Over the past 15 years, a Baha’i-inspired program for English learners in Vancouver has brought together thousands of people to practice language skills in the context of conversations on topics of social importance. Now, the deep bonds of friendship that have been developed are proving to be a source of vitality and resilience during this challenging time.
“Strong friendships and a spirit of collective endeavor have been consciously nurtured in the English Corner program,” says Simon Grandy, director of Colibri Learning Foundation. “Past and present participants are finding they can draw on each other, not just to get through these rough times but to keep a conversation going about how they can apply profound ideas from the Baha’i teachings in service to society.”
When English Corner groups come together, participants build more than just language skills. At each meeting, they explore themes such as friendship, unity, and the responsibility of communities to care for all. They reflect on how each topic affects them as individuals, how it affects society, and what they can do to put into action the ideas discussed.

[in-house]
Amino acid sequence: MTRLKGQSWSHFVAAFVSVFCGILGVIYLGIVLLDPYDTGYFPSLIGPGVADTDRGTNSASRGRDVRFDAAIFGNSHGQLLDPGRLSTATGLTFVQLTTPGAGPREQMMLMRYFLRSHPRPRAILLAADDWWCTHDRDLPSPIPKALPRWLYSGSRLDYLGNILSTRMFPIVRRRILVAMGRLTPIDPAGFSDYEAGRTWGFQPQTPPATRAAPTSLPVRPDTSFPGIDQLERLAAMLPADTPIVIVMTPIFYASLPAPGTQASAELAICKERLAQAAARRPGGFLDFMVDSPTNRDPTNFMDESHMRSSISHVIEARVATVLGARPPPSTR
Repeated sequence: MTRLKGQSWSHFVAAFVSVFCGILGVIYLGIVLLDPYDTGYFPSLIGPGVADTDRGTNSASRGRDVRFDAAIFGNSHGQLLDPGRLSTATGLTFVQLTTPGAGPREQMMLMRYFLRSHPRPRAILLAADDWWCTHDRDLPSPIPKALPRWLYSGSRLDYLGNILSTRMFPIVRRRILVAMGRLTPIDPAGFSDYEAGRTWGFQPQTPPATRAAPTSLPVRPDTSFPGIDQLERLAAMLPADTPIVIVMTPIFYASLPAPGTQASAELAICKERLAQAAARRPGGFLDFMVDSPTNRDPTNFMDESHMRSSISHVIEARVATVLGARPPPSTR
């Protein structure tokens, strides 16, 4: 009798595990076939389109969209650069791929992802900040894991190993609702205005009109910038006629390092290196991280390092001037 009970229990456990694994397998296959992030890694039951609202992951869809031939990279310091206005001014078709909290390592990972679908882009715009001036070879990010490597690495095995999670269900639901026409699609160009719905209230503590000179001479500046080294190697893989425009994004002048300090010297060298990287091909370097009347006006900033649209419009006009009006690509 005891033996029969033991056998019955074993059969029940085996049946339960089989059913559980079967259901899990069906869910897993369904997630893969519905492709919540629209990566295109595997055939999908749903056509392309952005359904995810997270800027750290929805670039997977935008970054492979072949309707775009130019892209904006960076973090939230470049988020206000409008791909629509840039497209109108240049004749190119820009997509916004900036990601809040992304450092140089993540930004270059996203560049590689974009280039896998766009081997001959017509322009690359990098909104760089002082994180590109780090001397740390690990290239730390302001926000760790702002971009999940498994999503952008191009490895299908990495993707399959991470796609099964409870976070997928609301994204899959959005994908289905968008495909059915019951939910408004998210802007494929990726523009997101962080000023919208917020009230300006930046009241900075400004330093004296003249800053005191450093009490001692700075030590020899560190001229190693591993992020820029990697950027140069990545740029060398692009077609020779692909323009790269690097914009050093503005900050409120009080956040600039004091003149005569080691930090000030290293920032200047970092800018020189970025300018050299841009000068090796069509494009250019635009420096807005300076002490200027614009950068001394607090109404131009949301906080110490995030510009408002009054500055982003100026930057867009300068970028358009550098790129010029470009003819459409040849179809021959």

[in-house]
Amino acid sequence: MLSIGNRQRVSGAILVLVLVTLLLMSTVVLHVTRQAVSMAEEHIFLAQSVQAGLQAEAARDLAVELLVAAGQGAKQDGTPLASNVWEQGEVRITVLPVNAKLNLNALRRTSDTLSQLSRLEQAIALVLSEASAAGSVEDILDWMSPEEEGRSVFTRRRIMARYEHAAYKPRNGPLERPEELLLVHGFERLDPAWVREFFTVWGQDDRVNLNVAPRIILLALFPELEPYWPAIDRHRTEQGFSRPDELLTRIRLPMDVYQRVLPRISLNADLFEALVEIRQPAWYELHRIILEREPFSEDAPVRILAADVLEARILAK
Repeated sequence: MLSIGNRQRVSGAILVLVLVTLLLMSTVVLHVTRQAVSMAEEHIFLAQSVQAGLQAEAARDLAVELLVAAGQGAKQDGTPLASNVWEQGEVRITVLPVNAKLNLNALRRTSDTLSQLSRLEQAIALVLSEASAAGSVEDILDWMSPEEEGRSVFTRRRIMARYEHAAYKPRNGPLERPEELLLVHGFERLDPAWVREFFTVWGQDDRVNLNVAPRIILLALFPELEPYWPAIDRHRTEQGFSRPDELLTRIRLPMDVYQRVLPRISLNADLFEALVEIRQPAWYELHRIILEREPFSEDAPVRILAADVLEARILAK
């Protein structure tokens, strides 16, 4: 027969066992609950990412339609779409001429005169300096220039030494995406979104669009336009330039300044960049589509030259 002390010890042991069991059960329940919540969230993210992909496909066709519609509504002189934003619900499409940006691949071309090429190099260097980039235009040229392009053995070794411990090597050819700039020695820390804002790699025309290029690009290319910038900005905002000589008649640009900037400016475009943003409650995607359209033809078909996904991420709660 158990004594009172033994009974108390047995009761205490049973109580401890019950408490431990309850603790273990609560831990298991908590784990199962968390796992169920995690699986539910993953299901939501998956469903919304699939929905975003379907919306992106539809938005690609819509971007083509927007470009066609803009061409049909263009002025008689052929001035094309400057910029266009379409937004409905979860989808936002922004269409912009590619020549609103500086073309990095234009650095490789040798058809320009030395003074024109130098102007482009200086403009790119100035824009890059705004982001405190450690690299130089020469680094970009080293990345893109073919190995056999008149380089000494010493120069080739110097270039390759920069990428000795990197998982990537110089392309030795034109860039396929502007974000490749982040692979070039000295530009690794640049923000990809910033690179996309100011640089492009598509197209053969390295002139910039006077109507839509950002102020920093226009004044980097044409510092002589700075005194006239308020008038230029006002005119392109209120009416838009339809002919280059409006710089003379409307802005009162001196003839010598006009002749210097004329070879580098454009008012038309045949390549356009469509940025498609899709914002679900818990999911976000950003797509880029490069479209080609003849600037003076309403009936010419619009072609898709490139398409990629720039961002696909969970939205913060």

With Vancouver under lockdown measures, study sessions have been moved online.
“I think it is very important to keep in touch between us as a community in these stressful days,” says Aislinn, one of the participants. “I feel more at ease and optimistic because I am still in touch and learning with others.”
Recently, a facilitator of the program received an unexpected phone call from someone who had participated 10 years ago but had since returned to Italy. While confined to his home because of public health measures in that country, this person recalled the warmth of interactions he had shared with his group, “It’s very lonely here and I remembered the meaningful conversations we used to have and wanted to reach out.”
“Sometimes we don’t realize how significant a heart-to-heart conversation can be,” says Simon.
Another participant in the program explains, “During the crisis, English Corner has been really helpful. … We could feel empathy for one another because we could know that everyone feels worried about this situation. Our world is big yet we are all close to each other in friendship.”
This story originally appeared on the Baha'i World News Service.